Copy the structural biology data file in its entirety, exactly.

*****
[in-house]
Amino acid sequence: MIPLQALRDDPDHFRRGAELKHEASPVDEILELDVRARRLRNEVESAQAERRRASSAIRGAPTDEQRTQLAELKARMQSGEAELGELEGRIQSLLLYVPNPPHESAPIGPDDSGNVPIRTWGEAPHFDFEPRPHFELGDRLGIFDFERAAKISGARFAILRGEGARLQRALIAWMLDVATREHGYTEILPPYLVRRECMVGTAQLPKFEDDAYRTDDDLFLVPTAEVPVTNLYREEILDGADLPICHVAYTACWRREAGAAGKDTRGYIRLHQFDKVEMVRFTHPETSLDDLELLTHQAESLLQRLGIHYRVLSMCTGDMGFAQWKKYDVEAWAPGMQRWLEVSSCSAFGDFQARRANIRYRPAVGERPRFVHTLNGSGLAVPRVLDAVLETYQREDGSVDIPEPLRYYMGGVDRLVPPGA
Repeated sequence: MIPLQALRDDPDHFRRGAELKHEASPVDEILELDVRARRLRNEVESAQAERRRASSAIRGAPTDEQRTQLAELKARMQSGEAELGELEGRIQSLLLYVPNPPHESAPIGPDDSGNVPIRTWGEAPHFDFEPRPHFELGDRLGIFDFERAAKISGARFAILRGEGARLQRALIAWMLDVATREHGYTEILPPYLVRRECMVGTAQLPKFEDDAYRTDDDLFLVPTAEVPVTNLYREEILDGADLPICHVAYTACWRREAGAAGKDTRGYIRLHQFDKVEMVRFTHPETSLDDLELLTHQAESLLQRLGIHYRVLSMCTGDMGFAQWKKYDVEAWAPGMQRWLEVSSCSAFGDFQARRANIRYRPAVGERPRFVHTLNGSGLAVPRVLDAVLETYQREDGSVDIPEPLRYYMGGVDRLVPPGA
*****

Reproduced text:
[in-house]
Amino acid sequence: MIPLQALRDDPDHFRRGAELKHEASPVDEILELDVRARRLRNEVESAQAERRRASSAIRGAPTDEQRTQLAELKARMQSGEAELGELEGRIQSLLLYVPNPPHESAPIGPDDSGNVPIRTWGEAPHFDFEPRPHFELGDRLGIFDFERAAKISGARFAILRGEGARLQRALIAWMLDVATREHGYTEILPPYLVRRECMVGTAQLPKFEDDAYRTDDDLFLVPTAEVPVTNLYREEILDGADLPICHVAYTACWRREAGAAGKDTRGYIRLHQFDKVEMVRFTHPETSLDDLELLTHQAESLLQRLGIHYRVLSMCTGDMGFAQWKKYDVEAWAPGMQRWLEVSSCSAFGDFQARRANIRYRPAVGERPRFVHTLNGSGLAVPRVLDAVLETYQREDGSVDIPEPLRYYMGGVDRLVPPGA
Repeated sequence: MIPLQALRDDPDHFRRGAELKHEASPVDEILELDVRARRLRNEVESAQAERRRASSAIRGAPTDEQRTQLAELKARMQSGEAELGELEGRIQSLLLYVPNPPHESAPIGPDDSGNVPIRTWGEAPHFDFEPRPHFELGDRLGIFDFERAAKISGARFAILRGEGARLQRALIAWMLDVATREHGYTEILPPYLVRRECMVGTAQLPKFEDDAYRTDDDLFLVPTAEVPVTNLYREEILDGADLPICHVAYTACWRREAGAAGKDTRGYIRLHQFDKVEMVRFTHPETSLDDLELLTHQAESLLQRLGIHYRVLSMCTGDMGFAQWKKYDVEAWAPGMQRWLEVSSCSAFGDFQARRANIRYRPAVGERPRFVHTLNGSGLAVPRVLDAVLETYQREDGSVDIPEPLRYYMGGVDRLVPPGA